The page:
“Slavery was common in sixteenth-century Seville; notarial records indicate the presence of more than 5,000 slaves in the city between 1501 and 1525. A 1565 census recorded the presence of 6,327 slaves of a total population in excess of 85,000. A few of these individuals were Muslims and Canary Islanders, but most were sub-Saharan Africans. Indeed, throughout the sixteenth century, Africans routinely constituted anywhere from 5 to 10 percent of the population of Iberian coastal cities. This trade inevitably attracted the attention of the local English merchants, like William Fowler of Radclife and others, who tried to benefit from the system however they could (which could be difficult because legal participation in the African slave trade required a special license). Nonetheless, during the early sixteenth century, English merchants possessed some influence. One group of English merchants received corporate privileges in San Lucar from the Duke of Medina Sidonia in 1517 and subsequently created the Andalusia Company in 1530. Being English did not prevent certain individuals from benefiting from ill-gotten gains.”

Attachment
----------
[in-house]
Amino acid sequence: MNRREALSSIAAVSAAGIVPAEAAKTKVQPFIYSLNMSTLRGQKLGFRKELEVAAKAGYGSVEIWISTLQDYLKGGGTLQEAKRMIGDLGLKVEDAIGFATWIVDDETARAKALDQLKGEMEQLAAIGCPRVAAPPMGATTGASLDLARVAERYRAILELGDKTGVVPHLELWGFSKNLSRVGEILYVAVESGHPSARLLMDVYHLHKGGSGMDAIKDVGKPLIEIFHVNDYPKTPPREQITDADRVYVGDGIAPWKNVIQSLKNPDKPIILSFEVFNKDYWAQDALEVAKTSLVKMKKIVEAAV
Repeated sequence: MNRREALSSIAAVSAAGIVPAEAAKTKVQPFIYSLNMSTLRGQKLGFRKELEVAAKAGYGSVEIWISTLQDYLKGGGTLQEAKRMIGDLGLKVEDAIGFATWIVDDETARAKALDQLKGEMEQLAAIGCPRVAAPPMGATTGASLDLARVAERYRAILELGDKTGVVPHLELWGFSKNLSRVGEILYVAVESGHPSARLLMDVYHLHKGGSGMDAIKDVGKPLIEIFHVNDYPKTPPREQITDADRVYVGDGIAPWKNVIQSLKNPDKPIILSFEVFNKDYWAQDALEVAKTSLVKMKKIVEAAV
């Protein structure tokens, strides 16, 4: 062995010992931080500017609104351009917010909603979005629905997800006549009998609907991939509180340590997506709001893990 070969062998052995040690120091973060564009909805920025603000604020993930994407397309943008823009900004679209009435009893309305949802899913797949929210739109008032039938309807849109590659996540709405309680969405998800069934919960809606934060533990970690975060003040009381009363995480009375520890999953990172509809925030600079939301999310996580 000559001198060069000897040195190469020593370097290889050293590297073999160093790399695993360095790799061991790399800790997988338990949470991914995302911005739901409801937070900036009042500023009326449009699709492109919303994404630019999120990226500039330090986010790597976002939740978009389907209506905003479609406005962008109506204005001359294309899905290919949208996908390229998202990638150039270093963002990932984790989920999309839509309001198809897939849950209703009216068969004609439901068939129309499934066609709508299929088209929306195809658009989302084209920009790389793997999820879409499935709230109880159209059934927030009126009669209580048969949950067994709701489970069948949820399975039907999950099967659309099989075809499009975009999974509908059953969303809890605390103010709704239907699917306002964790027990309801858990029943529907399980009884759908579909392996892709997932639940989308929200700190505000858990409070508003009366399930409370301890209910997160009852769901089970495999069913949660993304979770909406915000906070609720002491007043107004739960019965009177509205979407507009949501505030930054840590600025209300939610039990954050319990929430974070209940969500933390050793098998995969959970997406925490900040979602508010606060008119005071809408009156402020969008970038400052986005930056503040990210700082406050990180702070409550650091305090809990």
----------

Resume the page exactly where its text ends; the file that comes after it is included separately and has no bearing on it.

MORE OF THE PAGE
“According to Richard Hakluyt, English merchants had also been involved with trade to the Canary Islands during the sixteenth century. Thomas Midnall and William Ballard took up residence in San Lucar and Andalucia, respectively, as early as 1526, from where they maintained a relationship with merchants in the Canary Islands, including the Englishman Thomas Nicholas who composed a description of the islands and native peoples, the Guanches, which Hakluyt published in his collection. Even more significant was the “divers’ voyages to the Iles of the Canaries” conducted by John Hawkins during the mid-sixteenth century. According to Hakluty, it was there that Hawkins, “by his good and upright dealing,” gathered information about the West Indies from the local inhabitants and was assured “that Negroes were very good merchandise in Hispaniola” and that they “might easily be had upon the coast of Guinea.” When Hawkins made his first slave trading voyage in 1562, he once again stopped at Teneriffe, “where he received friendly entertainment.”